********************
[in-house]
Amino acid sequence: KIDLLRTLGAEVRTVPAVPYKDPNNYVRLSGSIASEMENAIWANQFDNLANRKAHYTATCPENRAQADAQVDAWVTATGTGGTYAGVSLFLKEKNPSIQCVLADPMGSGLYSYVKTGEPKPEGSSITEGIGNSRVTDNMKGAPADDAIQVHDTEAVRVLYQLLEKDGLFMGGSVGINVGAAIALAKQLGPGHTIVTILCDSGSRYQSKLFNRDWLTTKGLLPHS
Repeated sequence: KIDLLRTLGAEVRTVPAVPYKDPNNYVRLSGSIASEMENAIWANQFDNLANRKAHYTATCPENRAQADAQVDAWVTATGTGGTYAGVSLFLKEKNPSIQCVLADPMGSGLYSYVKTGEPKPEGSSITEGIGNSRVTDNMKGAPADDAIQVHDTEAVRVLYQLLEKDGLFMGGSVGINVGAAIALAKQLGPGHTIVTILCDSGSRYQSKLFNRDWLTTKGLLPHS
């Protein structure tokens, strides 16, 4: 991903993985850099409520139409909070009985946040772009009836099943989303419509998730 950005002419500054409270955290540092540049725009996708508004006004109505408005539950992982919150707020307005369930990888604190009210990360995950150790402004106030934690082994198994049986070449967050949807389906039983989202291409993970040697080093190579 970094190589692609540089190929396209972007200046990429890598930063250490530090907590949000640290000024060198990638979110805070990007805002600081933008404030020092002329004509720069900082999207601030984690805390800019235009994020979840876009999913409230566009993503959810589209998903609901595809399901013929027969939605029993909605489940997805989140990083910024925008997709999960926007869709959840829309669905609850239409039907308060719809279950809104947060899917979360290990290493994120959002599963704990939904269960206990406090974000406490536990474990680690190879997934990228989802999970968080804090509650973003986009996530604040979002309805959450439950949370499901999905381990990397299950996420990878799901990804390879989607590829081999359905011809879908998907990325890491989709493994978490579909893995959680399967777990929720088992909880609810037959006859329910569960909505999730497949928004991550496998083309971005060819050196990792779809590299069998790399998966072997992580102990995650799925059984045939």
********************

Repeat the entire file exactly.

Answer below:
[in-house]
Amino acid sequence: KIDLLRTLGAEVRTVPAVPYKDPNNYVRLSGSIASEMENAIWANQFDNLANRKAHYTATCPENRAQADAQVDAWVTATGTGGTYAGVSLFLKEKNPSIQCVLADPMGSGLYSYVKTGEPKPEGSSITEGIGNSRVTDNMKGAPADDAIQVHDTEAVRVLYQLLEKDGLFMGGSVGINVGAAIALAKQLGPGHTIVTILCDSGSRYQSKLFNRDWLTTKGLLPHS
Repeated sequence: KIDLLRTLGAEVRTVPAVPYKDPNNYVRLSGSIASEMENAIWANQFDNLANRKAHYTATCPENRAQADAQVDAWVTATGTGGTYAGVSLFLKEKNPSIQCVLADPMGSGLYSYVKTGEPKPEGSSITEGIGNSRVTDNMKGAPADDAIQVHDTEAVRVLYQLLEKDGLFMGGSVGINVGAAIALAKQLGPGHTIVTILCDSGSRYQSKLFNRDWLTTKGLLPHS
């Protein structure tokens, strides 16, 4: 991903993985850099409520139409909070009985946040772009009836099943989303419509998730 950005002419500054409270955290540092540049725009996708508004006004109505408005539950992982919150707020307005369930990888604190009210990360995950150790402004106030934690082994198994049986070449967050949807389906039983989202291409993970040697080093190579 970094190589692609540089190929396209972007200046990429890598930063250490530090907590949000640290000024060198990638979110805070990007805002600081933008404030020092002329004509720069900082999207601030984690805390800019235009994020979840876009999913409230566009993503959810589209998903609901595809399901013929027969939605029993909605489940997805989140990083910024925008997709999960926007869709959840829309669905609850239409039907308060719809279950809104947060899917979360290990290493994120959002599963704990939904269960206990406090974000406490536990474990680690190879997934990228989802999970968080804090509650973003986009996530604040979002309805959450439950949370499901999905381990990397299950996420990878799901990804390879989607590829081999359905011809879908998907990325890491989709493994978490579909893995959680399967777990929720088992909880609810037959006859329910569960909505999730497949928004991550496998083309971005060819050196990792779809590299069998790399998966072997992580102990995650799925059984045939």